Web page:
permission beforehand, even for what
you consider “positive”
workings. Try to remember
that your idea of what’s positive for someone’s life may not be
their idea of what’s positive for their life. And that you may have
no notion as to someone’s allergies or intolerances.
You may think a rose and
strawberry potion for self-love is a great idea – until you need to
rush for an EpiPen, or until it turns out you didn’t have a full
grasp of why someone was struggling with self-love in the first
I recommend that
you don’t interfere with someone’s free will – don’t presume to
know their full desires on any situation, even if they’ve been
forthcoming with you. As for not causing someone to ingest something
without their knowledge – go back to those real world consequences.
What would the real world consequences be for powdering ambien and
slipping it into someone’s drink be? What would the real world
consequences be for powdering viagra and putting it into someone’s
is real. Herbcraft
is real – and it has real world consequences, from allergic
reactions to possible reactions with someone’s medication, that you
might not know they are on.
Anyone you perform herbal magick for
should always be advised appropriately of the possible risks and
benefits of a particular herbal magick and encouraged to make an
informed choice about it.
When practicing herbalism and herbal
magick for someone else – whether you’re making them a potion for
household protection or crafting them an herbal spell to help them
get over a bad breakup, it is not your place to share their personal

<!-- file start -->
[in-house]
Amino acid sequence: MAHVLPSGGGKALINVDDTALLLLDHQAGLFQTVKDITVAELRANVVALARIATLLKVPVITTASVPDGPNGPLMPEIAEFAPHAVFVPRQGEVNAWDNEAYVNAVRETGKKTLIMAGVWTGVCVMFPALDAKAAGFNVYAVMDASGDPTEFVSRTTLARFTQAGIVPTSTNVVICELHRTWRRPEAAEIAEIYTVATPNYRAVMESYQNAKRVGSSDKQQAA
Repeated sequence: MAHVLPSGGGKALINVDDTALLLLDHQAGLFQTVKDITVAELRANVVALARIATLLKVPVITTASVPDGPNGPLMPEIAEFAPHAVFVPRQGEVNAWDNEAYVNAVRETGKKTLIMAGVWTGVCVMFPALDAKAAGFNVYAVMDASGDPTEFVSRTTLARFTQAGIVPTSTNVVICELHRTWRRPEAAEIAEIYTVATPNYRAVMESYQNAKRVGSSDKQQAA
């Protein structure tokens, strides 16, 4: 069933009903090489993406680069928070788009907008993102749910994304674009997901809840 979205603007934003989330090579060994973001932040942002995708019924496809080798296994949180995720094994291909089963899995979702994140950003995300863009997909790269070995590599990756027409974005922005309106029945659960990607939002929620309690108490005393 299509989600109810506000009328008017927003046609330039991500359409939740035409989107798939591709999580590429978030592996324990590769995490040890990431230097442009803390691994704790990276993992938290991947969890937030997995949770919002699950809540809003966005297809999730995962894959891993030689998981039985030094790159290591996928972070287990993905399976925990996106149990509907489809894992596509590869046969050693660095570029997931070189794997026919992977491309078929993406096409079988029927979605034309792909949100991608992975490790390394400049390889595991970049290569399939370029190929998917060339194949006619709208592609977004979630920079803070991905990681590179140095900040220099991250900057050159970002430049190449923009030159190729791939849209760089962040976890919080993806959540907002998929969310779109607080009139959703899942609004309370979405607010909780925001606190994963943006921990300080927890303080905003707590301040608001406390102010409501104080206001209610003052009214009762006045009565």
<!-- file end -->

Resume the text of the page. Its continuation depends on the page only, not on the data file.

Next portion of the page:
business with anyone – not their friends; not their family.
Sometimes people approach witches and
herbal practitioners for solutions to problems that really require
more help than we can give.
For example, when approached regarding
a domestically abusive relationship or a stalker ex, an herbal witch
can provide magickal protection, but not physical, which may be
required. A witch can stop a person from feeding on someone’s energy
or using magick to manipulate and control them or to bring them bad
luck – but a spell won’t stop a person from assaulting someone or
breaking into their house. A person who approaches you for aid in a
situation like that really also needs help from the police – you
can provide spells of warding, spells to help them feel strong enough
to escape from that negative relationship, and spells to calm the
anxiety, fear, and depression that probably come along with the
situation – but you can’t provide a safe place for them or a
protective order, both of which they likely need.
Also, keep in mind that all spells for
anxiety, fear, and depression that require ingesting, inhaling, or
bathing in something should really be thoroughly checked for whether
the herbs work for the kind of struggle they’re going through –
is it laconic depression? Chronic depression? Situational depression?
Anxiety? PTSD? – and any contraindications for those. For example,
chamomile should not be used to treat chronic laconic depression, nor
should kola nut be used to treat anxiety, despite both
being listed in common herb recommendations for depression and
Another example is medical necessity.
Herbal magick for depression, anxiety, stress, pain, strain, exhaustion,